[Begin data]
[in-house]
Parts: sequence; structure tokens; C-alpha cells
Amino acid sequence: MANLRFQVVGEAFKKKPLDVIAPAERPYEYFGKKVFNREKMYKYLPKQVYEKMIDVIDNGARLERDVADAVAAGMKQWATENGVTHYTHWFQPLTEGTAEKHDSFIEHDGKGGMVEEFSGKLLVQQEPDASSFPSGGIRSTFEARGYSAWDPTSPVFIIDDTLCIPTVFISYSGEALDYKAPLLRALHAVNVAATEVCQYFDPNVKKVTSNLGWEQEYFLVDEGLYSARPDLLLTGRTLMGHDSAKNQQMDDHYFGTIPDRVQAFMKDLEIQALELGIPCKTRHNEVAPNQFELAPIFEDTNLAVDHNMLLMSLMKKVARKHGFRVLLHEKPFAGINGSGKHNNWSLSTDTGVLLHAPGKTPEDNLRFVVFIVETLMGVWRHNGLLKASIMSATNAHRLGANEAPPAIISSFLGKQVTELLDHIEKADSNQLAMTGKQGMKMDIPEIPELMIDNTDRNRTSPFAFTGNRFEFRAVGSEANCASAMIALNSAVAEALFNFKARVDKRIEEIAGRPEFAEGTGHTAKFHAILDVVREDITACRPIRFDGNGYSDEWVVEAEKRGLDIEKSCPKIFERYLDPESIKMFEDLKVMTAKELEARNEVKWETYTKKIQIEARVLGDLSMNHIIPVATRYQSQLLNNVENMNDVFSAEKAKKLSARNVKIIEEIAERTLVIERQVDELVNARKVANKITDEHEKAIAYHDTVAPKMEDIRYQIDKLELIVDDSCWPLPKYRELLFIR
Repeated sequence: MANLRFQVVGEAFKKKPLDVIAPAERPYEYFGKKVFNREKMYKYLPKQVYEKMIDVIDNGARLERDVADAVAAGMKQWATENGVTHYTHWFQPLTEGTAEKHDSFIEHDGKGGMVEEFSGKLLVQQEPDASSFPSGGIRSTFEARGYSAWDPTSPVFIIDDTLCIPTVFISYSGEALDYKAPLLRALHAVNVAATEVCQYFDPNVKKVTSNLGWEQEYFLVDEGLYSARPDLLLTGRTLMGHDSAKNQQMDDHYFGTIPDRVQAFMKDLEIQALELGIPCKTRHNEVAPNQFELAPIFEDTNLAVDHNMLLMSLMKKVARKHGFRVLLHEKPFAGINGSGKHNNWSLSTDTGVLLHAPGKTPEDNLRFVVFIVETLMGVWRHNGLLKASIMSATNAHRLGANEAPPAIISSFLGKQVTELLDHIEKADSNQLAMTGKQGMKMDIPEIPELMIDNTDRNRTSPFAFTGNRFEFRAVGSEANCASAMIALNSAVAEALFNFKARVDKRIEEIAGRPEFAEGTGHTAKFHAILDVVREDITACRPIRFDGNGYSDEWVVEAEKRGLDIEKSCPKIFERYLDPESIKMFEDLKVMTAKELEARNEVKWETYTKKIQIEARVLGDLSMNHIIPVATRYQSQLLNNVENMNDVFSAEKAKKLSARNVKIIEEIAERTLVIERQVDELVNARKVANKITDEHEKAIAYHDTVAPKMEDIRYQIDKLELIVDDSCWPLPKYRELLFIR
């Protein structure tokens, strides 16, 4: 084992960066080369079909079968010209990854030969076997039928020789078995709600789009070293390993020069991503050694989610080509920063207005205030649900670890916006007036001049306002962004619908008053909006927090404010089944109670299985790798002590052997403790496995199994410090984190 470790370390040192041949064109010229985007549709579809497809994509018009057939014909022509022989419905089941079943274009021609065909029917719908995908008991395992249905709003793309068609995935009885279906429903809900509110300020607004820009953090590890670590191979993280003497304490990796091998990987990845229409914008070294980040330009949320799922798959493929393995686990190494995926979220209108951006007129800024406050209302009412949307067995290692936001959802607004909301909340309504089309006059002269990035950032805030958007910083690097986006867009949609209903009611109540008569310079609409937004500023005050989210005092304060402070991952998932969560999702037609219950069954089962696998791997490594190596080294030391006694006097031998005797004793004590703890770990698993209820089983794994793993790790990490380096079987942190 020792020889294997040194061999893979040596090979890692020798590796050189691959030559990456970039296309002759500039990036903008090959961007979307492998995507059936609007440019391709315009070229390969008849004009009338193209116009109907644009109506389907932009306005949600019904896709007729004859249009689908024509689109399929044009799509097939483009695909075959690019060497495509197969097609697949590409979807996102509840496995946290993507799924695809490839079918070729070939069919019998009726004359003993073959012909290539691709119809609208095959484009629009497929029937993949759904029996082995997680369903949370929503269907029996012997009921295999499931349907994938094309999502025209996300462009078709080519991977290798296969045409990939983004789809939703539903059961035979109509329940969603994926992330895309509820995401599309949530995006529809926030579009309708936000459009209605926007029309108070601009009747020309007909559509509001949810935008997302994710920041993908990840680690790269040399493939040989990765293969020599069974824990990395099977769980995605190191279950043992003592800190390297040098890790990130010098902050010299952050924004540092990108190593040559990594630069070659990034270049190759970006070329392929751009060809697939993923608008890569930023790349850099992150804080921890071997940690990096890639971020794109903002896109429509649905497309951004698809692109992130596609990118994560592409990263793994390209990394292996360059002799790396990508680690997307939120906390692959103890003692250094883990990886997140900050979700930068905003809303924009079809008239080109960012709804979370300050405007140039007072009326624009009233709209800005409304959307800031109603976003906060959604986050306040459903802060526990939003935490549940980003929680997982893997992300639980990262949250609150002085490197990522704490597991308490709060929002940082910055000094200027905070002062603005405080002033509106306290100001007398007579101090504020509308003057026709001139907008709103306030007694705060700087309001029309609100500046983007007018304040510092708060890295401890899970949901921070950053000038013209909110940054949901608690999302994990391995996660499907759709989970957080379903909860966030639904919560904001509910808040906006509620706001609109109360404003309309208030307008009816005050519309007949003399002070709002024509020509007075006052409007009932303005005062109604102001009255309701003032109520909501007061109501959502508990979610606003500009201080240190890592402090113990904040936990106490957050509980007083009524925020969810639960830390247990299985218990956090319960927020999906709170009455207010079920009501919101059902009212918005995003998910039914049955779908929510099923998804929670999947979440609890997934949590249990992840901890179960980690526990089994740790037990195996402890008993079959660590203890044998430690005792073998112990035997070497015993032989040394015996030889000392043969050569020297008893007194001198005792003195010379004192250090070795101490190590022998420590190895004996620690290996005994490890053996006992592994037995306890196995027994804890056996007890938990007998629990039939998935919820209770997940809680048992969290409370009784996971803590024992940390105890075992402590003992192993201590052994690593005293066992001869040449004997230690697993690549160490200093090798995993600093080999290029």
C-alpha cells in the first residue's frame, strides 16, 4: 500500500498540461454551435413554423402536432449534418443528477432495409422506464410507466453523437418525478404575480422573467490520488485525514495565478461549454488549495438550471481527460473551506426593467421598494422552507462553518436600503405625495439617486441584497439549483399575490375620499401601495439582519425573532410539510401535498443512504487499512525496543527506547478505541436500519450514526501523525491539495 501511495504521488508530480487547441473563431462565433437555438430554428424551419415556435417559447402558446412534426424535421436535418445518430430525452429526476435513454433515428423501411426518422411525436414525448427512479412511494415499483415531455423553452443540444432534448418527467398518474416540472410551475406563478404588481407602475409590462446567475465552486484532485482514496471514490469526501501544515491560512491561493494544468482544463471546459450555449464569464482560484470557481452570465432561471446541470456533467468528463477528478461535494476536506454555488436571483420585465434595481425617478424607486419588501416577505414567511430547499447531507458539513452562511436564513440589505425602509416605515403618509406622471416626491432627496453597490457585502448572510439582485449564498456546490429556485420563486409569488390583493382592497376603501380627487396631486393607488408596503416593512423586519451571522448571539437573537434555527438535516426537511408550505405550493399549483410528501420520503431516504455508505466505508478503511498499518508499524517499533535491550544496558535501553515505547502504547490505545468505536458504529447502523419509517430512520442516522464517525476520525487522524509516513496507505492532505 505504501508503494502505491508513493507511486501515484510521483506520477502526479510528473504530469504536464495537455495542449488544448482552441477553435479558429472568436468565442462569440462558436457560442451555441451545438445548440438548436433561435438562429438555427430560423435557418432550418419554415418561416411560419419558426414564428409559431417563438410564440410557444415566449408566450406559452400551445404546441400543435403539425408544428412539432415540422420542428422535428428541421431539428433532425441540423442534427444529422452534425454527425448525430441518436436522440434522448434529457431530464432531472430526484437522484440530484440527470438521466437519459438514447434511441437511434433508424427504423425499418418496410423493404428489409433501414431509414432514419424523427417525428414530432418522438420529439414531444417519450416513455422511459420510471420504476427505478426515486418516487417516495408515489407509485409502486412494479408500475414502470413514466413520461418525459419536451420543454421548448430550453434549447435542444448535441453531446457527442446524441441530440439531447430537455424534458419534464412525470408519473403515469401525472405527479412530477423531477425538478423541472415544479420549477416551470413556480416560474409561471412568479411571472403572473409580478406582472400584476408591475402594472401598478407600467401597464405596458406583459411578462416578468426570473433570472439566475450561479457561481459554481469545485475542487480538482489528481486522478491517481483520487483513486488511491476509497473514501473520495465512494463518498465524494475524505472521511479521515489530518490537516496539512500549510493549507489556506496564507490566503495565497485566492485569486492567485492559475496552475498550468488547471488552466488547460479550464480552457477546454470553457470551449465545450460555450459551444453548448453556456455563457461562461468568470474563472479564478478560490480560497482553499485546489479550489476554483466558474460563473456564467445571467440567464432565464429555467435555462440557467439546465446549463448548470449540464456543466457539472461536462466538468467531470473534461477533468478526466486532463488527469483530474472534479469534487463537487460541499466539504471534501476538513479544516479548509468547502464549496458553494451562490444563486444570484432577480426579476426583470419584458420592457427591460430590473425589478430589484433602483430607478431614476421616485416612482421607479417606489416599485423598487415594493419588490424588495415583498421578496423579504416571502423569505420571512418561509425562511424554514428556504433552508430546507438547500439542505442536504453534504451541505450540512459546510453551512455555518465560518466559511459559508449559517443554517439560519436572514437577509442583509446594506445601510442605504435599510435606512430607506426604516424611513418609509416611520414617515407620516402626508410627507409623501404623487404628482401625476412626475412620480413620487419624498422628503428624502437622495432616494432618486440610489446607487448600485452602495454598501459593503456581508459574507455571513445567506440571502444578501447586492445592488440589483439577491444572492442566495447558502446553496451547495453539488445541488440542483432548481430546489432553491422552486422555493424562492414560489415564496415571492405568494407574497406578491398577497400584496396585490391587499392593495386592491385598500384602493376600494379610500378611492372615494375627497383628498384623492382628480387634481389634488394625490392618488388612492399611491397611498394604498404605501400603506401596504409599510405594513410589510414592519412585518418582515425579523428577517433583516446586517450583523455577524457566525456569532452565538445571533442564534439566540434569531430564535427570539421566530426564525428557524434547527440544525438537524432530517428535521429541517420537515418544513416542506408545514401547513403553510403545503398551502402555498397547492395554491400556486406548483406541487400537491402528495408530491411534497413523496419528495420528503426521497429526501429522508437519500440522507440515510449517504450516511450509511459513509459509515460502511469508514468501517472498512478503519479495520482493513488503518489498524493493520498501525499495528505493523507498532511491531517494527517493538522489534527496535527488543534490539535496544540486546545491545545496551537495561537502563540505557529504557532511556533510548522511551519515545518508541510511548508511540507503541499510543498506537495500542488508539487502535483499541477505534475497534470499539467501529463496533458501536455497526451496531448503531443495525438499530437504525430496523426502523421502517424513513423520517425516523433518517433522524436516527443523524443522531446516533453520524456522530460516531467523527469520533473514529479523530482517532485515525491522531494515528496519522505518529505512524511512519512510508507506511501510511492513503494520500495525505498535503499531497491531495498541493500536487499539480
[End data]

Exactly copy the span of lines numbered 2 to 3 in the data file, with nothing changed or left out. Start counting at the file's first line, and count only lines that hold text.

Parts: sequence; structure tokens; C-alpha cells
Amino acid sequence: MANLRFQVVGEAFKKKPLDVIAPAERPYEYFGKKVFNREKMYKYLPKQVYEKMIDVIDNGARLERDVADAVAAGMKQWATENGVTHYTHWFQPLTEGTAEKHDSFIEHDGKGGMVEEFSGKLLVQQEPDASSFPSGGIRSTFEARGYSAWDPTSPVFIIDDTLCIPTVFISYSGEALDYKAPLLRALHAVNVAATEVCQYFDPNVKKVTSNLGWEQEYFLVDEGLYSARPDLLLTGRTLMGHDSAKNQQMDDHYFGTIPDRVQAFMKDLEIQALELGIPCKTRHNEVAPNQFELAPIFEDTNLAVDHNMLLMSLMKKVARKHGFRVLLHEKPFAGINGSGKHNNWSLSTDTGVLLHAPGKTPEDNLRFVVFIVETLMGVWRHNGLLKASIMSATNAHRLGANEAPPAIISSFLGKQVTELLDHIEKADSNQLAMTGKQGMKMDIPEIPELMIDNTDRNRTSPFAFTGNRFEFRAVGSEANCASAMIALNSAVAEALFNFKARVDKRIEEIAGRPEFAEGTGHTAKFHAILDVVREDITACRPIRFDGNGYSDEWVVEAEKRGLDIEKSCPKIFERYLDPESIKMFEDLKVMTAKELEARNEVKWETYTKKIQIEARVLGDLSMNHIIPVATRYQSQLLNNVENMNDVFSAEKAKKLSARNVKIIEEIAERTLVIERQVDELVNARKVANKITDEHEKAIAYHDTVAPKMEDIRYQIDKLELIVDDSCWPLPKYRELLFIR